Renault Megane Renaultsport hatchback
Price £24,480 - £26,480
- Striking looks
- Sharp handling
- Everyday useability
- Interior finish doesn't feel special enough
- Not quite as practical as competitors
- Road noise from larger wheels
At a glance
"The Renaultsport Megane 265 strikes a great balance between very focused driving dynamics and day-to-day comfort."
The Renaultsport Megane is the fastest version of Renault's mid-size hatchback and thoroughly deserves its hot hatchback title. It takes on the likes of the Volkswagen Golf GTI, SEAT Leon Cupra and Ford Focus ST.
Its predecessor was a stripped-out, race-ready hatch with sharp handling, but it was very uncomfortable to drive on the road due to its stiff sports suspension.
However, the latest model manages to equal the previous car's performance while being easier to live with day-to-day. That's exactly what a hot hatchback should do.
Unfortunately, due to the passage of time, the Renaultsport Megane (and the standard Megane, in fact) isn’t long for this world. Renault recently introduced two final versions to see the hot hatchback off before a new Megane arrives in 2016.
The Renaultsport Megane 275 Nav is designed to be more of a daily driver car, so it's fitted with luxuries like satellite navigation, climate control and keyless entry. That's not to say the 275 Nav is soft – it still features a sports-tuned chassis and loads of racy details.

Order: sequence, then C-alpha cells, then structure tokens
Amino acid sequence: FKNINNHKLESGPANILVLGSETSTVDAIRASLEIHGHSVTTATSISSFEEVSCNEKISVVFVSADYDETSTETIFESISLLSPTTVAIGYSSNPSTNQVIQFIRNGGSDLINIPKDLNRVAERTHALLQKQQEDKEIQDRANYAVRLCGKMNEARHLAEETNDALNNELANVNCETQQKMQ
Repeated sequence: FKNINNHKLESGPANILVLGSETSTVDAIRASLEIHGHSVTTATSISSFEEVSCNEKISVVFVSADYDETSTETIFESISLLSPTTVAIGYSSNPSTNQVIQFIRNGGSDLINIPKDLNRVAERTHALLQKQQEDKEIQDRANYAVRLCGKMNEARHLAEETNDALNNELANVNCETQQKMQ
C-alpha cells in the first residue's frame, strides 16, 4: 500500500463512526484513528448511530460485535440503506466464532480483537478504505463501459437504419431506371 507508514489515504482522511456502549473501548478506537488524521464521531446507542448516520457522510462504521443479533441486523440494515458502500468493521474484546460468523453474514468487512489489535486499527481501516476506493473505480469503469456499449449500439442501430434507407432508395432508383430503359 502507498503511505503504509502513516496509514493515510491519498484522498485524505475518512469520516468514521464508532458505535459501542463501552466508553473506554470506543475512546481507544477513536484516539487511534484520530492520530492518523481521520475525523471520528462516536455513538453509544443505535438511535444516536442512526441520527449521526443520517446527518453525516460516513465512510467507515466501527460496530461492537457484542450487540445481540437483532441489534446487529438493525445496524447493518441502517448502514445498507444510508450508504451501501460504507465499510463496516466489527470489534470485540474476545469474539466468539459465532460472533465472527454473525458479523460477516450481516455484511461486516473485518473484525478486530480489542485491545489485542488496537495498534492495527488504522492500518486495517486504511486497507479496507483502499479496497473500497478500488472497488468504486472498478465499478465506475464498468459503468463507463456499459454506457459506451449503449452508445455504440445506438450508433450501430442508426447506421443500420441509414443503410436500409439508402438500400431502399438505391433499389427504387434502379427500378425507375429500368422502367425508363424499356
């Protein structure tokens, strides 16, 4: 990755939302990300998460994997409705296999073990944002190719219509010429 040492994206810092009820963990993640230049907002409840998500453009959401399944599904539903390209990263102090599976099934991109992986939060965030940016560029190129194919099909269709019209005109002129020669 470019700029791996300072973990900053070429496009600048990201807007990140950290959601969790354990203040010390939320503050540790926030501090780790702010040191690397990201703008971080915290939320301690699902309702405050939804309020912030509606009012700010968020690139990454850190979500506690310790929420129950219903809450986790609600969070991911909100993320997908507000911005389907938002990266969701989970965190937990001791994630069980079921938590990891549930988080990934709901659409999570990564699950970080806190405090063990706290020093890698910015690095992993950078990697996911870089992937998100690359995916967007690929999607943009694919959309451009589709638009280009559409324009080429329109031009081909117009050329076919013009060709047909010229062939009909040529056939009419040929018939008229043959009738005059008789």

The other version is the Renaultsport Megane 275 Cup-S. This version is all about going fast, so you not only get a powerful engine, but also option of adjustable dampers from high-performance brand Öhlins, a titanium exhaust from Akrapovič and grippy sports tyres from Michelin to further improve performance.
The Renaultsport Megane certainly looks the part. Based on the swoopy Megane Coupe, the RS adds flared wheelarches, sporty side skirts and front spoilers that transform it into a much more intimidating-looking car – especially if you go for one of the bright colours on offer.
Larger alloy wheels and an oversized central exhaust pipe hint at the performance on offer under the bonnet, too. The engine is a turbocharged 2.0-litre that produces 275bhp and can accelerate the Megane from 0-62mph in only six seconds. It's the same engine that powered the crazy, limited-run Trophy R model.
MPG, running costs & CO2
You'll pay handsomely for fuel and insurance
The Renaultsport Megane is more efficient than a blue-blooded sports car, but it’ll still cost a pretty penny to run, particularly if you use it every day.
Any turbocharged high-performance engine will use a lot of fuel and the Megane’s is no different. It can return up to a claimed 37.7mpg and has CO2 emissions of 174g/km, for annual road tax of £205.